Follow us on Facebook

Latest Comments

ND Outdoors Sites


Featured Link


Login Form

Support NorthDecoder

Search This Site


Amazon Search Widget

Feature Stories

The Low Road

Amazon Search

JoomlaWatch 1.2.12 - Joomla Monitor and Live Stats by Matej Koval
Rick Berg's Financial Disclosure Appears To Be Incomplete PDF Print E-mail
Written by Chet   
Tuesday, 20 April 2010 05:21


Candidates for office file a form called a "Statement of Interests" with the North Dakota Secretary of State.  The Statement of Interests is supposed to list all interests a candidate holds in any business that is not his/her primary source of income.  (Read the relevant law by clicking here.)

Rick Berg (R-Fargo) is running for the United States House of Representatives.  He filed a "Statement of Interests" form with North Dakota Secretary of State Al Jaeger.  Here's Rick Berg's "Statement of Interests," filed with the Secretary of State's office on April 8, 2010:  

Berg Statement of Interests


You can see from this form that Berg spent some time putting together the list of companies in which he has an interest.  I haven't counted them, but maybe there are thirty or so businesses.

Down at the bottom of the form, just above where Berg signed it under oath in front of a Notary Public, it says this:

I, the undersigned, declare this Statement of Interests has been examined by me and to the best of my knowledge is a true, and complete statement of my financial interests.  I understand any intentional violation of the law requiring the filing of this statement shall result in my being deprived of my appointment or assuming the duties of the elective office.

(See above)

So it would appear Berg was very deliberate in putting together his statement of interests.

But what's strange about this is that Berg didn't list a company called "Northern Plains Capital Corporation."  What's "Northern Plains Capital Corporation?" you ask?

Well... here's part of a couple pages from North Plains Capital's website, and a prospectus the company has been circulating, trying to raise capital to start a new domestic (North Dakota-based) life insurance company:


See that?  Rick Berg is on the Board of Directors for Northern Plains Capital Corporation.  And, according to the prospectus, Berg owns 46,000 shares of NPCC.

Doesn't that seem like the sort of thing you'd want to disclose on a "Statement of Interests" form that purports to include a complete listing of your business interests?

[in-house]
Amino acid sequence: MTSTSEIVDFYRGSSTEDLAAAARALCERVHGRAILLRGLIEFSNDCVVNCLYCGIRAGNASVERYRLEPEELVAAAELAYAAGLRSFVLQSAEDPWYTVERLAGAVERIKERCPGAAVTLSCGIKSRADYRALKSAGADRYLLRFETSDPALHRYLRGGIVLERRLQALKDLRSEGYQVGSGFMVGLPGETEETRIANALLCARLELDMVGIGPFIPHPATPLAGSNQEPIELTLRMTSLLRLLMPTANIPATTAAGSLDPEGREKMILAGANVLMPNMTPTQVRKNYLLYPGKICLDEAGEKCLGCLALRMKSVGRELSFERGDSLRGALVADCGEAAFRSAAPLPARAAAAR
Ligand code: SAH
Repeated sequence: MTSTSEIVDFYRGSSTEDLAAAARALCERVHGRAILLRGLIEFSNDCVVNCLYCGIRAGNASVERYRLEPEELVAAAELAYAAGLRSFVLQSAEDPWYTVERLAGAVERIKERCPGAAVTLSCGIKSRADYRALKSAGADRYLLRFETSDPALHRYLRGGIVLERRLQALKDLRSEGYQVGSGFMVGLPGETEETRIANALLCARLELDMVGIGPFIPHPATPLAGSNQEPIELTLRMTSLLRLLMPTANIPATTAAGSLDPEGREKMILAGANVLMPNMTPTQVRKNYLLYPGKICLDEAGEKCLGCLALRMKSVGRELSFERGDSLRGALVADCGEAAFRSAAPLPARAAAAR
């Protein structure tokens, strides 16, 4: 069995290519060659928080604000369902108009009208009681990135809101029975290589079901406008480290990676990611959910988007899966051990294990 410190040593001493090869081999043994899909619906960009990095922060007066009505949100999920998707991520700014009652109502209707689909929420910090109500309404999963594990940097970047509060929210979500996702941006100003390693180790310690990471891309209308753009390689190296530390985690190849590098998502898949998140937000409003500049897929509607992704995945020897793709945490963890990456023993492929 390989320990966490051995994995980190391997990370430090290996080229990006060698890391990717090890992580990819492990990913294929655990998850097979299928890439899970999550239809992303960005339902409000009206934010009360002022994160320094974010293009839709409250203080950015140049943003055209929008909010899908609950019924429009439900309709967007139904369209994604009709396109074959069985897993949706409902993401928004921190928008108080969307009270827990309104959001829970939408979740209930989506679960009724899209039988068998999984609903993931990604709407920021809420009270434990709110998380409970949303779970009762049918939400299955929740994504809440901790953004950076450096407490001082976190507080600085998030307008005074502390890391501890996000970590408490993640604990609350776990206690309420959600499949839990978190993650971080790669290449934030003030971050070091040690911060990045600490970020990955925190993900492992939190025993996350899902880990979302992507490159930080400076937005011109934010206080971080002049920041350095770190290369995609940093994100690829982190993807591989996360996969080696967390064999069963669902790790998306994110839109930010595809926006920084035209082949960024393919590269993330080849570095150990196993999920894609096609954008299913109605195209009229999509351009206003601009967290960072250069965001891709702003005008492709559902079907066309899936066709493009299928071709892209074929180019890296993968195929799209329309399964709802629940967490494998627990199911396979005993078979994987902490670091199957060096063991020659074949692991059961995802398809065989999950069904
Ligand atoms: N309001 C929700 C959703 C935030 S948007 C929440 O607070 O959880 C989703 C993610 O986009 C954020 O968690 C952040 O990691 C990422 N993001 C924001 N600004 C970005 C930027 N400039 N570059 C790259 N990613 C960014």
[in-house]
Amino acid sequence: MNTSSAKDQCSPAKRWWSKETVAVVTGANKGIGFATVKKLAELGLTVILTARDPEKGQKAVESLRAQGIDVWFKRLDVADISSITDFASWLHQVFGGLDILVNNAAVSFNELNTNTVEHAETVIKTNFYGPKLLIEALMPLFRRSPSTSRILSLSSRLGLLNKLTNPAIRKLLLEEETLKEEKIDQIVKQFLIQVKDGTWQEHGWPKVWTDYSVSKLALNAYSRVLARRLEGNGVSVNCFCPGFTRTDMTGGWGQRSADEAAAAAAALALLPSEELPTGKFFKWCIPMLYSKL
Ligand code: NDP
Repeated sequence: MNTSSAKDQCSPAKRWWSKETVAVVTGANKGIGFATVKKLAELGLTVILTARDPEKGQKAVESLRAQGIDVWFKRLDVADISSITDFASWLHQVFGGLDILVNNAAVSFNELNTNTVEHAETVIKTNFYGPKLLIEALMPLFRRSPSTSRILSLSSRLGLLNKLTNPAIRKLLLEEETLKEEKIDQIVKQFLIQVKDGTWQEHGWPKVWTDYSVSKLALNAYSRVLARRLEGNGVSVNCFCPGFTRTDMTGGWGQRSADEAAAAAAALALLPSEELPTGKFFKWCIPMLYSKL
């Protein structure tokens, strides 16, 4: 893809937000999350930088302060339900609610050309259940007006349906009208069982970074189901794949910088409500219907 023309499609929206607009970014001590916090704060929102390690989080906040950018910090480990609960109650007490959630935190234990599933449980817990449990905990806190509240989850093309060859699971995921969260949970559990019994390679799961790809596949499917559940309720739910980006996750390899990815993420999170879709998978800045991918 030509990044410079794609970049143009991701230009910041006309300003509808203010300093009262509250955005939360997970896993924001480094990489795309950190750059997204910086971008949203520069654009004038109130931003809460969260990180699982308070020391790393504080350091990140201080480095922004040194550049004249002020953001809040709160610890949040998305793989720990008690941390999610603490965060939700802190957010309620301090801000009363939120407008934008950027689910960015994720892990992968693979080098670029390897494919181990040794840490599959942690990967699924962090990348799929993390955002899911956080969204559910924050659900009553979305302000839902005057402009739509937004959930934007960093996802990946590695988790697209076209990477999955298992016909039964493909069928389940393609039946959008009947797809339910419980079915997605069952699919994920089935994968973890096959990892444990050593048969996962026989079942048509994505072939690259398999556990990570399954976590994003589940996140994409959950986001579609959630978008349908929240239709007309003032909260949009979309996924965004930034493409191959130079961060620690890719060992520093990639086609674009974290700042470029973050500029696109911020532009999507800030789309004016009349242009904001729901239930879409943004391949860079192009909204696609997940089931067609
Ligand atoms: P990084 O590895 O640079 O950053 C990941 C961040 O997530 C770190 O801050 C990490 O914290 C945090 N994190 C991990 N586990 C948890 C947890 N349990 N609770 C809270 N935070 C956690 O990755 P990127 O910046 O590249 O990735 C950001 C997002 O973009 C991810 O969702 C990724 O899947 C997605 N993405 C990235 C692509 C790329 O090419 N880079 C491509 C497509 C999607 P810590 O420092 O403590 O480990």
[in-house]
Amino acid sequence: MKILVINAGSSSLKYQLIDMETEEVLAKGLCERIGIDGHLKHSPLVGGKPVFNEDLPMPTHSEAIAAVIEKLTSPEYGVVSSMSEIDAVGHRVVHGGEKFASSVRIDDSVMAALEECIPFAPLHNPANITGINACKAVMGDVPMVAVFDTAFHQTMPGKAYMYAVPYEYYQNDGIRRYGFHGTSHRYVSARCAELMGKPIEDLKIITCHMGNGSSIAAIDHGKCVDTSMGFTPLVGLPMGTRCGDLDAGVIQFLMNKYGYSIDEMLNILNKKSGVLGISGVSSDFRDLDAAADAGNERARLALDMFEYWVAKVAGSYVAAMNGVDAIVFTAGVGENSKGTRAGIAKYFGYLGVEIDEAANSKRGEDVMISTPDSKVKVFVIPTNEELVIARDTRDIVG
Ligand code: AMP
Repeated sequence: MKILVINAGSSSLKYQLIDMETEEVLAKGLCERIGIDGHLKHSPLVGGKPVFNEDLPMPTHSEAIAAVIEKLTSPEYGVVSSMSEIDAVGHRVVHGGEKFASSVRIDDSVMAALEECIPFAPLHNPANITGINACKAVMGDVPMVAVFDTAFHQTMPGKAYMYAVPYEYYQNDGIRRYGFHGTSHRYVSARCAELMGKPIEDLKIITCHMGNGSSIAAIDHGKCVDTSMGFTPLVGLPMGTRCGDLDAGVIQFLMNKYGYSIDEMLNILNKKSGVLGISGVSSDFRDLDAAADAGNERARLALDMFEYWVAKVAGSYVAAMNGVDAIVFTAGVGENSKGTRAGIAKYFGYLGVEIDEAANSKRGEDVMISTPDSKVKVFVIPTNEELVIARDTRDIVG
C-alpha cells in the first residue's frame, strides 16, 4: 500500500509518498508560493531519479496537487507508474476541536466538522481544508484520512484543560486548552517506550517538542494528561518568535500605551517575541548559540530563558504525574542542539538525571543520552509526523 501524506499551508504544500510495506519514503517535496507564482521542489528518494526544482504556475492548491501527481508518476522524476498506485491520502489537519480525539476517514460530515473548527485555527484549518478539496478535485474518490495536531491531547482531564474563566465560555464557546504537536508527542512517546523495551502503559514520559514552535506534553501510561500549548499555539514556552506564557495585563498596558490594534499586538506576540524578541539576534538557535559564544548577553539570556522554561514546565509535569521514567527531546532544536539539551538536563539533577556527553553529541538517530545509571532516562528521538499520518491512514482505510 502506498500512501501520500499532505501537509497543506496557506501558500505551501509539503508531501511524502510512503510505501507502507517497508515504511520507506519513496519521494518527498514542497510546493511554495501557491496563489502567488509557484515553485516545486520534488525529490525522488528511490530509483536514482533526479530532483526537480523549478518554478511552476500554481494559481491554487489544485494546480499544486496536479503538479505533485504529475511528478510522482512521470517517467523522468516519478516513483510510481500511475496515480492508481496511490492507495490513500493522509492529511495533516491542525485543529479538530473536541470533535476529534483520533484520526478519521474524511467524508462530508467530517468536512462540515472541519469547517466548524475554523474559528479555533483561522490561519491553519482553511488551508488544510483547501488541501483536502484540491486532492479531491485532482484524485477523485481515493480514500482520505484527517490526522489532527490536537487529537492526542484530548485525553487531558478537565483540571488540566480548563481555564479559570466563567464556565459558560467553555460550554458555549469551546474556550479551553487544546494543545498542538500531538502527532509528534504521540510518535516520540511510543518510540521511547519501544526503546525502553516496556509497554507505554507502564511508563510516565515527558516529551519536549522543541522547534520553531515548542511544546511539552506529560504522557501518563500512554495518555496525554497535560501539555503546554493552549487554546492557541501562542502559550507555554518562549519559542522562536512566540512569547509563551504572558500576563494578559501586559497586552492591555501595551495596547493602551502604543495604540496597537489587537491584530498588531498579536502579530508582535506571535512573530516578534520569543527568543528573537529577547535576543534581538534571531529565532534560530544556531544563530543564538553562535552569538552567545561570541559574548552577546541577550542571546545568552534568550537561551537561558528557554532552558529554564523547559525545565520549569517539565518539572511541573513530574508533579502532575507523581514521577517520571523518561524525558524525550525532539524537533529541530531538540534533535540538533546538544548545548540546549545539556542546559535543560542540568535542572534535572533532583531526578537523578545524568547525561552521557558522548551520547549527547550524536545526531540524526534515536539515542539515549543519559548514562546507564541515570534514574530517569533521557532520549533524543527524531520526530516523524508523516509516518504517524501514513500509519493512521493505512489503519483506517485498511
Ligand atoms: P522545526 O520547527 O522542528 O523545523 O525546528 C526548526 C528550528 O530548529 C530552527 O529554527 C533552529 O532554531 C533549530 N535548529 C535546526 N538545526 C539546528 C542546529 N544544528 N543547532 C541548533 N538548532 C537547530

The law says that if he intentionally fails to comply with the disclosure requirements, Berg could potentially be charged with a class B misdemeanor, and he could be excluded from the ballot.  That's what section 16.1-09-07 of the North Dakota Century Code says.

I've been trying to figure out reasons why he wouldn't have disclosed this.  Here's what I've come up with. 


(1)  He's sold his stock in the company since the prospectus was put together in December of 2009, and he quit the Board of Directors, but the webmaster has just failed to remove his picture, etc., from Northern Plains Capital's website.

(2)  He's still a shareholder and director, but he "forgot" about his directorship and 46,000 shares of stock; or

(3)  There's some reason Rick Berg wanted to keep his interest in this company a secret, and his failure to disclose was intentional.

I don't know which it is, but you'd think the authorites would investigate the matter, once they found out about it.

Wouldn't they?

[UPDATE #1:  Looks like Berg still owns the stock and serves on the board.  Here's an excerpt from an Associated Press story that's going around:

Berg spokesman Tom Nelson says the omission was a mistake. Nelson says there were a few other companies that were left off the form, and they will be added later.

State Democratic director Joe Aronson has asked Attorney General Wayne Stenehjem to investigate.

Williston Herald


Interesting, no?  Berg "forgot" he serves on the board of this company and that he has interests in a bunch of other companies.  So maybe it's more like 45 or 50 companies Berg has his fingers in.  Sounds like a real "man of the people."

Remember when John McCain forgot how many houses he had?  Rick Berg owns so many companies, he just can't be expected to keep track of them all.  He sounds exactly like the kind of "regular guy" the people should want to send to Congress, doesn't he?